Nurkic’s brush screen does just enough to force Thompson to navigate, and Beal’s pace in momentum on the curl sends him into a layup.

This layer and dynamic, with the randomness/unpredictability factor in pace, makes Beal a unique piece and layers the abundant Suns offense.

He had 17 drives yesterday, speaking to the levels of activity he compiled, independent of just scoring and movement.

Beal’s return is a clear indicator, as mentioned in my film session, that layers of the Suns offense have yet to be unveiled, as they’re patient to get their big three all on the floor at once.

Per Shams Charania of The Athletic, it seems as though that moment will be tonight.

2.) Late Game Run

A 12-0 run mid-fourth quarter — a period where Kerr decided to keep Wiggins and Thompson off the floor — saw the Suns dig in on the defensive end, allowing sustained success on that end to springboard their offense.

In that run, Booker scored 10 of the Suns 12 points. Let’s take a look at how they stacked stops in this stretch, allowing the offensive pace to increase.

Connected switching and solid screen navigation on-ball see the Suns keep their shell intact, even amidst Warriors signature movement, into a stop.

Notice the physicality on the switches to not concede any advantages in that, as well as the communication on display — indicative that they’re, again, more than capable of hitting these defensive levels, it just needs to be sustained.

Booker then caps it off with a pull-up three in the pocket of the Warriors “Ice” coverage — threatening leverage with a drive before suddenness with the pull-up.

Side note: he’s at 42.6% from deep on 3.9 pull-up threes per game this season.

Nothing major here, but Booker being solid at the point of attack in navigating the initial screen, with Eubanks just below the level with a flat show is all solid — forces Curry off the ball and into an errand pass.

Notice the communication (!) and urgency with which this group gets back in transition defensively.

That all keeps them on schedule into another stop, and it springboards Booker into transition again — where he continues to be one of the best in the league.

Of note: 16 players average north of 5 PPG in transition per game, Booker ranks 11th in points (5.7 per), 8th in field goal percentage (60.0%), is 7th in scoring frequency (60.7%), and 6th in Points Per Possession (1.32).

Suns do a great job defending the Warriors pet “step up” and skip into “blind pig” action to get Curry downhill.

Goodwin and Eubanks are solid to get Curry off the ball, Booker peeled in early at the nail to stunt at the roller, then got into a one-way closeout because of his early rotation.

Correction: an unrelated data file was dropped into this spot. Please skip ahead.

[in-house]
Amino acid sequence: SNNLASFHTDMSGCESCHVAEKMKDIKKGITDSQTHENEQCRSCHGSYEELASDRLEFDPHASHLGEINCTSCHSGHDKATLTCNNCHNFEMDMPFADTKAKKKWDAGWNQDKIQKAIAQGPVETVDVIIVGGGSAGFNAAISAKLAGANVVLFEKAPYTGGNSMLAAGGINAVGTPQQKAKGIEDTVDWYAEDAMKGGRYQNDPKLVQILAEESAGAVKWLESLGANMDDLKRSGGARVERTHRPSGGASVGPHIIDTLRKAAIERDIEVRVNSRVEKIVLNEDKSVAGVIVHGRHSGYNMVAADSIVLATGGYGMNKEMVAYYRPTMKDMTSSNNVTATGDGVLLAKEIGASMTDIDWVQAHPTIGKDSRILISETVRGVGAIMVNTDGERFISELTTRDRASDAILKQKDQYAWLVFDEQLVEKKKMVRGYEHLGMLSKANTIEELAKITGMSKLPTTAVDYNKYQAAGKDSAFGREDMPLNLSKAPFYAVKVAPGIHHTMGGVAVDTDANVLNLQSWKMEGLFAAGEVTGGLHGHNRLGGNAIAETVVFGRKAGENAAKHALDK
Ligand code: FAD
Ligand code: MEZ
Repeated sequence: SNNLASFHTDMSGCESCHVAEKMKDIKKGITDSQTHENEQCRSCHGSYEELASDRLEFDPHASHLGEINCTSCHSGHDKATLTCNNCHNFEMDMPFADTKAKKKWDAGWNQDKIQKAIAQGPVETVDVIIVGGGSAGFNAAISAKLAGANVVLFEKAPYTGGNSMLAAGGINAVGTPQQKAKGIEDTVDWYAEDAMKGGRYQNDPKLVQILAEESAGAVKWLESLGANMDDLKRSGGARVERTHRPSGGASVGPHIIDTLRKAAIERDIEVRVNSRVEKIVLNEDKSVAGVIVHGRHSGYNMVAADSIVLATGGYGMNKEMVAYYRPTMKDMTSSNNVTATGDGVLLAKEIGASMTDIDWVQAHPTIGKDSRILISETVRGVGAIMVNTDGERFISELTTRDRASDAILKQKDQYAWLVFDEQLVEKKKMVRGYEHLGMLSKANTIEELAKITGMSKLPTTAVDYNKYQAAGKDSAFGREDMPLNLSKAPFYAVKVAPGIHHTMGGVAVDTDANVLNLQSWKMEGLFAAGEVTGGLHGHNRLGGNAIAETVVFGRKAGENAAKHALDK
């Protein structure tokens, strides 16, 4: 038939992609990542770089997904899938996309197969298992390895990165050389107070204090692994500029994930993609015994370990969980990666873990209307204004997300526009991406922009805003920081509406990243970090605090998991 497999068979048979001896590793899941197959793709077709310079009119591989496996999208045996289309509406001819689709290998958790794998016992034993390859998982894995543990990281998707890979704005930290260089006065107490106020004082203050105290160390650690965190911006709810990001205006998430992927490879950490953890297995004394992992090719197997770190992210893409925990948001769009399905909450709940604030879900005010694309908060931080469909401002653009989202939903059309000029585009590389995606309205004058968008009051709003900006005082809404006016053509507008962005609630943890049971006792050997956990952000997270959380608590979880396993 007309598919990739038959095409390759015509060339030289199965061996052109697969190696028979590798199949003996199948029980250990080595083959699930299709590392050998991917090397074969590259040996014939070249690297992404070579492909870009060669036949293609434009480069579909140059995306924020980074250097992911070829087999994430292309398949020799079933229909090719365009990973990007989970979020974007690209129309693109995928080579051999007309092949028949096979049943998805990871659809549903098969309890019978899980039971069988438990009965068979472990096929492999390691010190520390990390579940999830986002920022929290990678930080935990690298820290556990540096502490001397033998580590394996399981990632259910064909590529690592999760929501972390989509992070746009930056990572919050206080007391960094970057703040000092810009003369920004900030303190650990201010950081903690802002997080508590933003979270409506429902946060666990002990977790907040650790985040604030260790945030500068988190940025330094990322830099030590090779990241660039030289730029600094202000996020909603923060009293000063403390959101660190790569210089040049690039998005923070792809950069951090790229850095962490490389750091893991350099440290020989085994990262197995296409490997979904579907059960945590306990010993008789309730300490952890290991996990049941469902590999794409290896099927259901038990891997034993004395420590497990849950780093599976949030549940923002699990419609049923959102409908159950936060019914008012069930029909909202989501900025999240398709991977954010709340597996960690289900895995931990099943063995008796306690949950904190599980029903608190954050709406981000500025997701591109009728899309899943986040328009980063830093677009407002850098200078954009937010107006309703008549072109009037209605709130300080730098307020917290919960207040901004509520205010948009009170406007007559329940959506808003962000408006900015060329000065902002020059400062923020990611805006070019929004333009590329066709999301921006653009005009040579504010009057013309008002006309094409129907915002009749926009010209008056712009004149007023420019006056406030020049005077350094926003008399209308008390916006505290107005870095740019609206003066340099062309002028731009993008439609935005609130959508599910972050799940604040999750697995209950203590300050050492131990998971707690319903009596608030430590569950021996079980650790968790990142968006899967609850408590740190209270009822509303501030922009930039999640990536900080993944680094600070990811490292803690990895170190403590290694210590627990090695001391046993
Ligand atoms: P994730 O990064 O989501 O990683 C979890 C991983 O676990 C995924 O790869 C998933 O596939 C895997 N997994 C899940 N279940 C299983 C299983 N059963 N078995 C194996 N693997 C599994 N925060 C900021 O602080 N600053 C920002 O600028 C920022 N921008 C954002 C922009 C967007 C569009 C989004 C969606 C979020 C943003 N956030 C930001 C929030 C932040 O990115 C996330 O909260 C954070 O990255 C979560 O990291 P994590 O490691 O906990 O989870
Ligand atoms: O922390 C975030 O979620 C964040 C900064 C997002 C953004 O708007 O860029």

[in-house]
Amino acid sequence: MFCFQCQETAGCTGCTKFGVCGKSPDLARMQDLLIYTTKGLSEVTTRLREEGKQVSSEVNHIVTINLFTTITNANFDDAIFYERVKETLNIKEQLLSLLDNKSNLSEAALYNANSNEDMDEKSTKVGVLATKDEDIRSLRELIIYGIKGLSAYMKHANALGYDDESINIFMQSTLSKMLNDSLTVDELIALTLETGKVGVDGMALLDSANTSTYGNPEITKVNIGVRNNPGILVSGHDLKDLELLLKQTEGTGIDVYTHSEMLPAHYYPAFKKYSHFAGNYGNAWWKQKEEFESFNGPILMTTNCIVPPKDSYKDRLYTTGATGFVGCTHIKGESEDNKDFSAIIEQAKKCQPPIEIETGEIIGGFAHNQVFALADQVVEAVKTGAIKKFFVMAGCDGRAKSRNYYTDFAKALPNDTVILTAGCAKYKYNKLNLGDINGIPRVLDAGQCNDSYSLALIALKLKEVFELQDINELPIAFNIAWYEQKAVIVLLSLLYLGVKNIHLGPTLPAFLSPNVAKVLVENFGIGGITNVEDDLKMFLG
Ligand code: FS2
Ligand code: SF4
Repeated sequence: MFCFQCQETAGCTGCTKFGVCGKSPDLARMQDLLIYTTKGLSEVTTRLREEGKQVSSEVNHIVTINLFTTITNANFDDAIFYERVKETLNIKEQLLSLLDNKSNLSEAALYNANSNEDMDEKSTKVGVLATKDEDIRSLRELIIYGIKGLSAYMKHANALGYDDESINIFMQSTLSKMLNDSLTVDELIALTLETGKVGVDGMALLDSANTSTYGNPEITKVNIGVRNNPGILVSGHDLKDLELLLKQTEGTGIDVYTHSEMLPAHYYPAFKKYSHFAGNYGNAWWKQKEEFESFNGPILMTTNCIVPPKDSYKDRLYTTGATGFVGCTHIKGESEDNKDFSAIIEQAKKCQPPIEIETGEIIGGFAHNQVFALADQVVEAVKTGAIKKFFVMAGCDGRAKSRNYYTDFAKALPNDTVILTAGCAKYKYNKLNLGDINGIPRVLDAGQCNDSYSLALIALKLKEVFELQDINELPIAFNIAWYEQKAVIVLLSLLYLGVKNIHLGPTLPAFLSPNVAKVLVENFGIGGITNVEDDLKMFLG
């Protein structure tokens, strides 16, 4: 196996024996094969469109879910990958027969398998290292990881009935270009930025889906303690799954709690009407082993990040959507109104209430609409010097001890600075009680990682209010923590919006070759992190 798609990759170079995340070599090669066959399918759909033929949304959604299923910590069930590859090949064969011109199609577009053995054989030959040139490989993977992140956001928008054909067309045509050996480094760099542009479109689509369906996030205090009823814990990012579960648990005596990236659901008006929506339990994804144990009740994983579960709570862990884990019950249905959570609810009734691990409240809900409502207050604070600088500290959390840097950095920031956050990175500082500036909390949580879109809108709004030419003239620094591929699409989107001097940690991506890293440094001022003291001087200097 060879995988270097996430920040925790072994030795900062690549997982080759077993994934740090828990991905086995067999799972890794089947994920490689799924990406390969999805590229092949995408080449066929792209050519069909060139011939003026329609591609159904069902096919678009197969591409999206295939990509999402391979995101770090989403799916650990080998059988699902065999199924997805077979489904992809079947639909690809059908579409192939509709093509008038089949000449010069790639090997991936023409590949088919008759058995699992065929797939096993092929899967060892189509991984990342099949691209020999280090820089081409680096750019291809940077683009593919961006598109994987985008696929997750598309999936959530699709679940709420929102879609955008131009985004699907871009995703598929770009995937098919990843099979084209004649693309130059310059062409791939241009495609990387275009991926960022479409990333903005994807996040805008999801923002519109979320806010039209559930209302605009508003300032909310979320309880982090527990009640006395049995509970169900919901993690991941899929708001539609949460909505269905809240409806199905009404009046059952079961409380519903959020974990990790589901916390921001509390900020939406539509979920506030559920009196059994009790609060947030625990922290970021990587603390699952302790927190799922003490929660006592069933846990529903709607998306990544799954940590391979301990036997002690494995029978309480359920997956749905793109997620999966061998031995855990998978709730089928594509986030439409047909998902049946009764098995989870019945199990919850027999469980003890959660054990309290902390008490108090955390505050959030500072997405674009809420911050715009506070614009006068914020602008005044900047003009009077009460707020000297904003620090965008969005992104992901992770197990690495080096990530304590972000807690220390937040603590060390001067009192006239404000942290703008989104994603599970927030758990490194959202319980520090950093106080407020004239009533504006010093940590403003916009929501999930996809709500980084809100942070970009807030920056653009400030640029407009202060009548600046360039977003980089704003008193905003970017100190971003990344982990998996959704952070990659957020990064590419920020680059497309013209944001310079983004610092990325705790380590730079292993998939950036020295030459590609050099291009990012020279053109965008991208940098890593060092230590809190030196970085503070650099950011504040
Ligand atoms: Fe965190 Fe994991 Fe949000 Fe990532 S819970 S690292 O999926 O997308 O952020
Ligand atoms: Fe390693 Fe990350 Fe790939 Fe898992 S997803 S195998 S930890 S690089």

He then is on high alert and flattens out the Warriors “next” action which was Zoom, but a big-time hat tip to Metu for his defensive decision-making to help off Kuminga and aid flattening out Curry’s second drive.

That funnels the ball back to the perimeter, Suns garner another stop.

Goodwin-Eubanks are solid in “ice” against Curry.

Suns concede the offensive rebound, but look at Goodwin's extra efforts lead to a Booker flashy finish.

Of note: Goodwin is 10th in loose ball recoveries per 48 minutes, with 1.9. He’s also 6th in defensive loose ball recoveries there, with 1.2 — trailing Booker, who’s also at 1.2, and ahead of Okogie, also at 1.2.

Suns are back in “Weak” coverage, being directional at the point of attack, and Nurkic is sitting on the side Goodwin is funneling Paul to.

Following that, Curry sneaks in to ghost the second screen in their double-screen action.

Notice how Nurkic’s initial positioning in “weak” allows him to help cut off Curry’s flow on the drive, as well as Booker again being early with his low rotation to put out the fire.

Shot goes up, Booker boxes out (!), and takes the rebound like a baton into transition, for an impressive inside hand finish — increasing the lead.

Warriors go “ghost” to play off the pop ATO. That flows into staggers for Curry.

Track Jordan Goodwin’s early physicality into the communication for this switch with Booker, onto Curry. Booker takes the baton from the tone set by Goodwin and finishes off the play after keeping Curry to his right and towards his help defenders.

Ultimately a deflection leads to another stop.

A very impressive stretch of stops compiled, enabled the Suns to a litany of opportunities into the most effective advantage which is transition play. These pockets have shown up across multiple games, the next step is to increase the volume at which these moments occur.

This is something to track as they get closer to being healthy.

Film Session

Up Next: The Phoenix Suns (13-10) host a red-hot Mikal Bridges, sniping Cam Johnson, and the Brooklyn Nets (12-10) on Wednesday.

Of note: The Nets are tied at 39.1% and stop the NBA in three-point percentage.

They’re also 6th in catch-and-shoot three-point attempts per game (27.5) and 1st in catch-and-shoot three-point percentage (41.1%).

They’re also 6th in drives per game as a team, the head of that snake? Cam Thomas (13.9 per) and Mikal Bridges (13.1 per).

Bridges (23.1 PPG — 49.2/38.7/86.9) in particular, is shooting 55.3% on his drives this season — a major development in his game.

Cam Johnson (14.7 PPG) is shooting 44.4% on his catch-and-shoot threes, on 4.8 attempts per game.